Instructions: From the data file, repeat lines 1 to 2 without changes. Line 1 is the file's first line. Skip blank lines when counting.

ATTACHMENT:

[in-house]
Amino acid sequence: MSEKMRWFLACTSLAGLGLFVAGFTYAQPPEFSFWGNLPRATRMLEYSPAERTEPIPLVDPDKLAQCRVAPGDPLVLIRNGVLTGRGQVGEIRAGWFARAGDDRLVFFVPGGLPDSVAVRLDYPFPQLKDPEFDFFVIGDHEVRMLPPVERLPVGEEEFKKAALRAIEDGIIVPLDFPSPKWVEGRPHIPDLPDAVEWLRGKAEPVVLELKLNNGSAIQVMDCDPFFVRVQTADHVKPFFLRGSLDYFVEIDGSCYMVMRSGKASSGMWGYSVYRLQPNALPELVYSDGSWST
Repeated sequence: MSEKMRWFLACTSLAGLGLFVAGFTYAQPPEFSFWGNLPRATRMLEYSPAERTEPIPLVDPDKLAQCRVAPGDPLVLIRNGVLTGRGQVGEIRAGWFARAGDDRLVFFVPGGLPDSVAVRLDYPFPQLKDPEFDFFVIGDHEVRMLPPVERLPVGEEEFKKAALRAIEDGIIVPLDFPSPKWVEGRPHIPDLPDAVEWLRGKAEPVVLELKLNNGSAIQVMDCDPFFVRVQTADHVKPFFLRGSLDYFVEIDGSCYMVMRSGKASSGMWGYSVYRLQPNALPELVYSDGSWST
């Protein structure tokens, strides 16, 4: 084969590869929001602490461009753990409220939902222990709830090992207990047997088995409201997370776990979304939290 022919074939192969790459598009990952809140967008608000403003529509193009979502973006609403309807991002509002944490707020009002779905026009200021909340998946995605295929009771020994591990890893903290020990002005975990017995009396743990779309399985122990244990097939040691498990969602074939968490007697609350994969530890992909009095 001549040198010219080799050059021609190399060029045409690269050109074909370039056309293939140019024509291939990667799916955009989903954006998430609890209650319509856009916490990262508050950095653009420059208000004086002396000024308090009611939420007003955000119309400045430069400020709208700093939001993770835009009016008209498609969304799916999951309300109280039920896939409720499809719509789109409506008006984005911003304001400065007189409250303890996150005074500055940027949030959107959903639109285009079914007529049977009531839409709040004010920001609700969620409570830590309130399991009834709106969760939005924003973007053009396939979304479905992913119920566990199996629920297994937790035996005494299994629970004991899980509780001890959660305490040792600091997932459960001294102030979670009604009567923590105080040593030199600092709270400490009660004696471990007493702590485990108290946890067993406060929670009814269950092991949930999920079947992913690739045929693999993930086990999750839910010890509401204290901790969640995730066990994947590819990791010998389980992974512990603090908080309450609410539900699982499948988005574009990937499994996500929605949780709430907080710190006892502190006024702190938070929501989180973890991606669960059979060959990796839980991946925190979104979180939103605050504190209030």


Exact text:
[in-house]
Amino acid sequence: MSEKMRWFLACTSLAGLGLFVAGFTYAQPPEFSFWGNLPRATRMLEYSPAERTEPIPLVDPDKLAQCRVAPGDPLVLIRNGVLTGRGQVGEIRAGWFARAGDDRLVFFVPGGLPDSVAVRLDYPFPQLKDPEFDFFVIGDHEVRMLPPVERLPVGEEEFKKAALRAIEDGIIVPLDFPSPKWVEGRPHIPDLPDAVEWLRGKAEPVVLELKLNNGSAIQVMDCDPFFVRVQTADHVKPFFLRGSLDYFVEIDGSCYMVMRSGKASSGMWGYSVYRLQPNALPELVYSDGSWST